with open("", "wb") as f:
      f.write(await response.bytes())

  return pyodide.pyimport("ising")

loadPyodide returns the pyodide module. If you’re wondering where loadPyodide function came from: it’s loaded as a script in the index.html of the page you’re viewing: we’ll get to that shortly.

Now comes one of the major oddities of using Python in the browser. Usually you import packages and modules from your file system. In the browser you don’t have access to a real file system, so you have to load your code into a “virtual” file system before carrying on (more or less) as normal. In this case, the code at assets/ is written to the virtual file system as, before pyodide.pyimport("ising") does what you’d normally expect import ising to do. So when we call loadSim() it will return our ising module and we’ll be good to go.

For the visualization I’m using p5.js (again loaded in index.html) because it’s very friendly, but you could use whatever visualization library you like, or do it in raw JS if that’s your thing. In p5.js you define functions like setup() and draw() that (you’ve guessd it) setup at the beginning and draw each frame.


let ising_model // will hold the simulation

const w = 5; // Size of each site
let started = false
let paused = false

async function setup() {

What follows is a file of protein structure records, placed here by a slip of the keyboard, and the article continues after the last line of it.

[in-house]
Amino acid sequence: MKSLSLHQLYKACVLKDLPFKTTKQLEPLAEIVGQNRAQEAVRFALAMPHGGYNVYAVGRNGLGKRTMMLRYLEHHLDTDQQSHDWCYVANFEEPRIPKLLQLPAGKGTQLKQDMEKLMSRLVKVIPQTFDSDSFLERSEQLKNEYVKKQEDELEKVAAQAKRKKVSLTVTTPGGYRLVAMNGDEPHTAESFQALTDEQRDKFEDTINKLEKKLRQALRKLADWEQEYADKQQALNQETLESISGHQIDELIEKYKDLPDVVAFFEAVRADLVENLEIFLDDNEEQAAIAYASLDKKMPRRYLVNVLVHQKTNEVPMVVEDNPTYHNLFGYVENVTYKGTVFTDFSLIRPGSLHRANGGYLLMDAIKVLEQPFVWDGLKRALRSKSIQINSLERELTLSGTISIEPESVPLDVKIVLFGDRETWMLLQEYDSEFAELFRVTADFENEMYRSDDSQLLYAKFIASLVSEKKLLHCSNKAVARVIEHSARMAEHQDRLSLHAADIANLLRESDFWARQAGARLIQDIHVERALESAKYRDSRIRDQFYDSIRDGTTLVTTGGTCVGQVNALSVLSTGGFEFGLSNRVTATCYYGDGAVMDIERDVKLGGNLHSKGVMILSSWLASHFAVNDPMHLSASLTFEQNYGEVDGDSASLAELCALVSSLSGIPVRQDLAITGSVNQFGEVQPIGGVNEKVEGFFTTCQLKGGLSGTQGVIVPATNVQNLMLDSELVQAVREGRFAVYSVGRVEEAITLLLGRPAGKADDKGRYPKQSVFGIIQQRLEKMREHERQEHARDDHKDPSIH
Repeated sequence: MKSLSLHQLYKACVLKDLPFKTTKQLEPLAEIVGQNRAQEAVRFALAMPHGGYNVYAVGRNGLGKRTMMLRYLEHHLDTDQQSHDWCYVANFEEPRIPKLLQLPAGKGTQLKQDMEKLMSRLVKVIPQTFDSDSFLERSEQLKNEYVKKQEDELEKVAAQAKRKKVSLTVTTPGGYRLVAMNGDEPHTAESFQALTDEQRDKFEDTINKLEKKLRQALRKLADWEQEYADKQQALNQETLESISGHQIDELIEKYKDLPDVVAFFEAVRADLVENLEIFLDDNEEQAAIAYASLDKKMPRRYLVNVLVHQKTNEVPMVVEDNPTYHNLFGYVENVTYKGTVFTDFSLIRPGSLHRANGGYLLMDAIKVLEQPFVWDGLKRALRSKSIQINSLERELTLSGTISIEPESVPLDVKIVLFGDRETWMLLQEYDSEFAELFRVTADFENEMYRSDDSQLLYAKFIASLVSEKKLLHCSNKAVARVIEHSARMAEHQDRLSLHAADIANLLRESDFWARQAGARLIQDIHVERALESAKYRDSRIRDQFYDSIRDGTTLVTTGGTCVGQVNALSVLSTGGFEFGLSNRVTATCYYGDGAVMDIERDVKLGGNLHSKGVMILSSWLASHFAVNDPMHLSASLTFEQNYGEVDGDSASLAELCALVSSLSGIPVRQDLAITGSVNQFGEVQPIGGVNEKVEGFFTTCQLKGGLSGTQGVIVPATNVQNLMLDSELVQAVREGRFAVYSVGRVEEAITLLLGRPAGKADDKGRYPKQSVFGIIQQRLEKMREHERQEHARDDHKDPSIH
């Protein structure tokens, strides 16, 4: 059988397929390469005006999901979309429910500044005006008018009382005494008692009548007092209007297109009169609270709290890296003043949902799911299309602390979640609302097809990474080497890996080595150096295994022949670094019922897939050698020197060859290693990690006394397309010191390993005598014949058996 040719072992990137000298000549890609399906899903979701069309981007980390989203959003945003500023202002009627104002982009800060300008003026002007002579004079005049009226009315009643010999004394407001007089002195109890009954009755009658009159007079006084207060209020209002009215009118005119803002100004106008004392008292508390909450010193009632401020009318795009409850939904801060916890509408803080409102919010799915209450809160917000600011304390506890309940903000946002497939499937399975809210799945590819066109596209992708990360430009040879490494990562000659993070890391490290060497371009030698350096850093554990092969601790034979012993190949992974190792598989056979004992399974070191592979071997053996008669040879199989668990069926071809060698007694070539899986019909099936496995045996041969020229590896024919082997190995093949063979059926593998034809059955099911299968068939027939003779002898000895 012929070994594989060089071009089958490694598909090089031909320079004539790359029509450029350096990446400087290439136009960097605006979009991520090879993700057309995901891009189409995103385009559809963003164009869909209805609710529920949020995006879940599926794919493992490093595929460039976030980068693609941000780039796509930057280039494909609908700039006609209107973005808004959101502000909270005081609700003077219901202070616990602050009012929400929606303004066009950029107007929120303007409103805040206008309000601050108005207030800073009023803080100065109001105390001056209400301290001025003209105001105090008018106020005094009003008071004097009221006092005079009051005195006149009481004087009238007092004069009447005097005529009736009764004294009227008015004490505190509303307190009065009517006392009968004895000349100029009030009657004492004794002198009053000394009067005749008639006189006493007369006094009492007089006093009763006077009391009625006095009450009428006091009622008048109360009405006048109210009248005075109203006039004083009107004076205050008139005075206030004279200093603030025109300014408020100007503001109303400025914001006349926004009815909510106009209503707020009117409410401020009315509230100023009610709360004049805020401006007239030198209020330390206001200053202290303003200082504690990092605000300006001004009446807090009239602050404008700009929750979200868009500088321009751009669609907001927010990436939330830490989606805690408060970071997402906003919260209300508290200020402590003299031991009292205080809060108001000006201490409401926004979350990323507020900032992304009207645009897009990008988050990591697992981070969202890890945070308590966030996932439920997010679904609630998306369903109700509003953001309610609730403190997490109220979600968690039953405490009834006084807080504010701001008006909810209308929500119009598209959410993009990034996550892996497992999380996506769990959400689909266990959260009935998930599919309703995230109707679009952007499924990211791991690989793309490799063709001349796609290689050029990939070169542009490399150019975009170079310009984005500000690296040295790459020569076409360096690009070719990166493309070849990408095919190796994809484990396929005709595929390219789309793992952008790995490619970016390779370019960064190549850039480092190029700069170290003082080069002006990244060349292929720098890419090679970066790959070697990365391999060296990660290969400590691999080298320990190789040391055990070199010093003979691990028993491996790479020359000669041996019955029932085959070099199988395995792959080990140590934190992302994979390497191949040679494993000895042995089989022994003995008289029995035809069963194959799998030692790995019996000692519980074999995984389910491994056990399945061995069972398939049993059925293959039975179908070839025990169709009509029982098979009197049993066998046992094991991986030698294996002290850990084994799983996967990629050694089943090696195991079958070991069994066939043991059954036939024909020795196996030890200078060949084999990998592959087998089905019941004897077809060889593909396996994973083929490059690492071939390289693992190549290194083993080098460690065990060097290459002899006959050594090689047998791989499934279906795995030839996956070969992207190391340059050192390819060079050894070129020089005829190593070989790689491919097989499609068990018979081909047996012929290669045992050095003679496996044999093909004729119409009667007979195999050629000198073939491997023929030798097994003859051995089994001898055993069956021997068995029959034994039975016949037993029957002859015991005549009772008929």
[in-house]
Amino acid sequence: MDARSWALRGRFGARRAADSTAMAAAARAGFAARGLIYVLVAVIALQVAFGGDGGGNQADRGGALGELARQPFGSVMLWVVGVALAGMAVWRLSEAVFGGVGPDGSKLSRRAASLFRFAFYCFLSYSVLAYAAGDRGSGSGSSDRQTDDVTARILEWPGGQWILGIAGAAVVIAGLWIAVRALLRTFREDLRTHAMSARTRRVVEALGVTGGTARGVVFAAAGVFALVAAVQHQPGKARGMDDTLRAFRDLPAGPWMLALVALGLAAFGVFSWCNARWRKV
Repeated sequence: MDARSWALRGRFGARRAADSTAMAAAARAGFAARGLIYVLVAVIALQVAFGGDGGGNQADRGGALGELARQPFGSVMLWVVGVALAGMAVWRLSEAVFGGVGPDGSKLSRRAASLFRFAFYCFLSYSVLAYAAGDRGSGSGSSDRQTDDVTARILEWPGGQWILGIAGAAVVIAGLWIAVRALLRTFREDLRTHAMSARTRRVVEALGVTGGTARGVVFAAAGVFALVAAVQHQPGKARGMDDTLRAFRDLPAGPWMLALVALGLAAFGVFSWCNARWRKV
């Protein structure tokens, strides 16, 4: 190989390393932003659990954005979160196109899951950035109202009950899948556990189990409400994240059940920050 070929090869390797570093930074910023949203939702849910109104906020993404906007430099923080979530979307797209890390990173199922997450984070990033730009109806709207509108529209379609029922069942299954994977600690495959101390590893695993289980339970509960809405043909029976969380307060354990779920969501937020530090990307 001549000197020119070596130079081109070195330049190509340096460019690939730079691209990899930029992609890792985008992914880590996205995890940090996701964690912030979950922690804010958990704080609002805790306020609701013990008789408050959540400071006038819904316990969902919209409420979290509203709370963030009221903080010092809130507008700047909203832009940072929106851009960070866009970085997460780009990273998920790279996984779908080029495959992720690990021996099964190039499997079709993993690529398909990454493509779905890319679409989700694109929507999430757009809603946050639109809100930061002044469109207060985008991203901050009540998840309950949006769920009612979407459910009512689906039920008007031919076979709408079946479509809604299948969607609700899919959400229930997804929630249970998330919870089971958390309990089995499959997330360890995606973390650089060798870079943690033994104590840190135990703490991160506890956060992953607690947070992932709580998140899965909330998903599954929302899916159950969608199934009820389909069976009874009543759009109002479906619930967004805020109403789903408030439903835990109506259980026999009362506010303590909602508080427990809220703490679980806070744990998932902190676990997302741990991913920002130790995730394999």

const ising = await loadSim();
    started = true
    const canvas = createCanvas(500, 500);

    const L = floor(width/w);
    ising_model = ising.IsingModel(L) 

    button = createButton('\u23F8');
    button.position(-width, -12, 'relative')
    button.mousePressed(() => isLooping() ? noLoop() : loop());
    slider = createSlider(1, 3.5, 2.269, 0.01);
    slider.parent('ising-simulation')'width', '150px');
    slider.position(0, 20, 'relative').center('horizontal');

Here we call loadSim(), and instantiate our ising_model object, as well as adding a button and slider to control things. Finally, draw() involves calling ising_model.glauber_update(beta) to update the configuration, and then returning it as an array of arrays using ising_model.to_js() before drawing:


function draw() {
  if (started) {  
    ising_model.glauber_update(1 / slider.value())
    config = ising_model.to_js()
    config.forEach((col, colIdx) => {
      col.forEach((site, rowIdx) => {
        if (site) fill(0);
        else fill(255);
        rect(colIdx * w, rowIdx * w, w, w);

Finally, in index.html you need to add the scripts as well as a div that is going to contain the p5.js canvas


<script src = ""></script> 
<script src=""></script>
<script src = "assets/ising.js"></script> 

<div id="ising-simulation" align='center'>

If you want to preview your simulation locally, you’ll have to start a server so the browser can access those local files. With Python that’s as easy as python3 -m http.server.

And that’s it! There’s a bit of boilerplate, but I feel this maybe fits my goal of lowering the barrier between research code and a demo. Pydodide looks like a cool project and I hope it will deliver further performance improvements over time.

Austen Lamacraft
Austen Lamacraft
Professor of Theoretical Physics

Many body physics and machine learning